WHOOOSH!! Wow! We are out in a panga in San Ignacio Lagoon and can glimpse an immense body in the water below us. The immensity of gray whales is stunning up close. Females can reach 45 feet and weigh 80,000 pounds – more than 12 times the weight of an elephant. The whale below us dwarfs our 27 foot panga and we are acutely aware that with a flick of her tail, the gray whale could easily capsize our panga and injure or kill us… But she doesn’t. Instead, she nestles up to our boat for a cuddle and kiss and then rolls onto her back so that we can scratch between her fins…
How in the world did these most ferocious of all whales pivot and become cute and cuddly with open arms (so to speak!) with humans, their former predators?? We have to thank Pachico, respected patriarch and grandfather of San Ignacio Lagoon, for taming this last remaining significant population of gray whales…
In 1948, Scripps Institute showed up at San Ignacio Lagoon along with actor Errol Flynn (who was a keen student of marine biology and whose father was a marine biologist at the University of Belfast). Their intent was to produce a documentary film on the gray whales including the use of a helicopter with which they attempted to herd the whales into shallow water where deep dives would be impossible. The helicopter hovered at low altitude behind or beside the grays trying to shepherd them along. Lewis Wayne Walker on the film crew reported;
“After this had been done a few times, we noticed a decided change in whale temperament. Instead of swimming along in a placid manner… the grays churned the water with flukes and fins until their wakes became swirling cauldrons of foam. Before such displays of angry power, the helicopter lifted to a safe altitude.”
The whales were clearly telling the humans to back off. To the point where on the last day of filming, local fishermen were thrown off their feet when a gray whale rammed their fishing boat. The initial strike was the hardest of the attack and it seemed that only the lightweight and extreme buoyancy of the skiff prevented the whale from caving in the side of the boat. The whale continued to batter the fishing boat until the water became too shallow for the gray to continue harassing the fishermen.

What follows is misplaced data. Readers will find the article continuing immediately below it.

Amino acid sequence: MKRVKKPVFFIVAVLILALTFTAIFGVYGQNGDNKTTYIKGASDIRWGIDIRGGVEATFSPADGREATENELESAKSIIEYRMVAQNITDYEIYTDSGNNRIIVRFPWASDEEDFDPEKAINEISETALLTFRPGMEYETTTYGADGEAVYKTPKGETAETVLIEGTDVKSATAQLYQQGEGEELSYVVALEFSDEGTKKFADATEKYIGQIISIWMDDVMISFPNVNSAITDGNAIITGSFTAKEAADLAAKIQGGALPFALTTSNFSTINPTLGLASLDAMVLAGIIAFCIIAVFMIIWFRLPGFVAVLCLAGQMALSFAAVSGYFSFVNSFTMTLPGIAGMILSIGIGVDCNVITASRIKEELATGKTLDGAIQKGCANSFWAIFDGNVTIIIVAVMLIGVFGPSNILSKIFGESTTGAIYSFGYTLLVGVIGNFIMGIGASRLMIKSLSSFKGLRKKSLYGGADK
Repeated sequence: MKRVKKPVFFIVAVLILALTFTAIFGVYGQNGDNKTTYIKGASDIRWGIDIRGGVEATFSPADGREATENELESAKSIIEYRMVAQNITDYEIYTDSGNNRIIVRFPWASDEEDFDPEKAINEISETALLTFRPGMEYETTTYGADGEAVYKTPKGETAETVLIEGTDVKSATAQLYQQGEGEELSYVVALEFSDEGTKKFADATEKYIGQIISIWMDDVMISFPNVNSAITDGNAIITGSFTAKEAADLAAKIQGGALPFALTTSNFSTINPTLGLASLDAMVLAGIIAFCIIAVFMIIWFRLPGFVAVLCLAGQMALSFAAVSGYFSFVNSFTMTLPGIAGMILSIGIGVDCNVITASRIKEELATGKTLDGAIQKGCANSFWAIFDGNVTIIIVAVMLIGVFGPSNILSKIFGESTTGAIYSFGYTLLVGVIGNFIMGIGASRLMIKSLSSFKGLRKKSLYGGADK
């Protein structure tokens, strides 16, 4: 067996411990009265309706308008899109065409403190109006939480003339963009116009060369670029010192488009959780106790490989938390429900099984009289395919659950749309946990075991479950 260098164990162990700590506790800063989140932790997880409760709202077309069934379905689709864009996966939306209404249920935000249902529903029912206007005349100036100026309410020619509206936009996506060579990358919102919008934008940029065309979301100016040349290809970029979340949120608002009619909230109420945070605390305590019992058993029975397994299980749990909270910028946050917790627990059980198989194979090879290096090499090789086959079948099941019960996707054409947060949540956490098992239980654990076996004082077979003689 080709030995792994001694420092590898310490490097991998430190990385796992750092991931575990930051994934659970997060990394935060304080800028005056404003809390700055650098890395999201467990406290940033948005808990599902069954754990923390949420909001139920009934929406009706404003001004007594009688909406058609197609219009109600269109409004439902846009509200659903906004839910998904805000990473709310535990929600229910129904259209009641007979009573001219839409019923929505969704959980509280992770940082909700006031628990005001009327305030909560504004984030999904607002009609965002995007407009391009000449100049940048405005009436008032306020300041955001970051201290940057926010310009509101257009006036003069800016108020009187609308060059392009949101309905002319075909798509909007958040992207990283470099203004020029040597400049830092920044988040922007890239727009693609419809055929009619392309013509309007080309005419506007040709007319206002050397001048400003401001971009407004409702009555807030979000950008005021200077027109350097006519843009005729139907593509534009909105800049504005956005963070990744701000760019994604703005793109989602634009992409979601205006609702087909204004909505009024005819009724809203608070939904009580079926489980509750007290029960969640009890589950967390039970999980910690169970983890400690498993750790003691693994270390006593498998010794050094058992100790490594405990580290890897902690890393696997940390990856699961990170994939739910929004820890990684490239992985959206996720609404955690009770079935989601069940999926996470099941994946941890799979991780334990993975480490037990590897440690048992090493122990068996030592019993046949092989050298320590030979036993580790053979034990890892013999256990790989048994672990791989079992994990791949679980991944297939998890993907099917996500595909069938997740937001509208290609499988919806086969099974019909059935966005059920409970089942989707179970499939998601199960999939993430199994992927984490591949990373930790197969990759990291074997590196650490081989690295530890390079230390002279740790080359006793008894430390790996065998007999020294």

1956. Cardiologist Dr. Paul Dudley White attempted to record the heartbeat of a gray whale using small darts. The whale charged and smashed their boat, knocking off the rudder and propellor and bending the driveshaft at a 45 degree angle with one blow from his tail. He then turned around and charged again, smashing in the side of thereat.
1960’s. Jacques Cousteau decided to chase female grey whales with his zodiac to get film footage. After several hours, the whale turned, breached and landed on top of the rubber boat, destroying it. Yayyhghhhhh. Well deserved!!
So what changed?? Well, everyone who lives around the Lagoon will tell you that it had to do with abuelo (grandfather) Francisco (Pachico) Mayoral.
1972. Pachico was out alone in his panga, fishing for grouper when a gray whale surfaced beside him. Local fishermen were well acquainted with the whales, very aware of the gray whale’s power and ferocious temperament and like everyone else in San Ignacio Lagoon, he always tried to keep a cautious distance. He was surprised when the animal lingered and felt himself compelled to place a hand in the water. The whale rubbed against him, remaining almost motionless… And that was the beginning.
Pachico explained in an interview “the whales” he said, planting a hand over his heart, “they are my family. I have not the words to express. The rest of my life since, I have activity with the scientists, the tourists, and the whales. The whales enter the lagoon and come to me… You see, I have a position. The whales, they are my family”.
The timing was extraordinary. The first time a gray whale made the first friendly overtures to a Mexican fisherman was the same year, 1972, that the Mexican government decreed a “Reserve and Refuge Area for Migratory Birds and Wildlife” at the San Ignacio Lagoon habitat. It’s the same year that the United Nations had voted for a resolution calling for the end of worldwide whaling. And 1972 was when the U.S. Congress passed the Marine Mammal Protection Act. In 1973, Congress passed the Endangered Species Act which listed the gray whale.
Pachico’s family continues to offer encounters with gray whales. They might be our competitors in some ways but we are proud to work with them and on some of our daily whale encounters from our glamping and luxury camps, you might well find yourself on one of Pachico’s pangas with one of his family as the Captain.
Make sure you come and see us this whale season.
Baja Expeditions is Baja’s pioneering eco-expedition company of almost 50 years. 2021 will be the company’s 29th season at San Ignacio Lagoon.
Author Mike Lever is company President. He and his team have breathed new life, energy, capital and previously unheard levels of luxury into Baja Expeditions.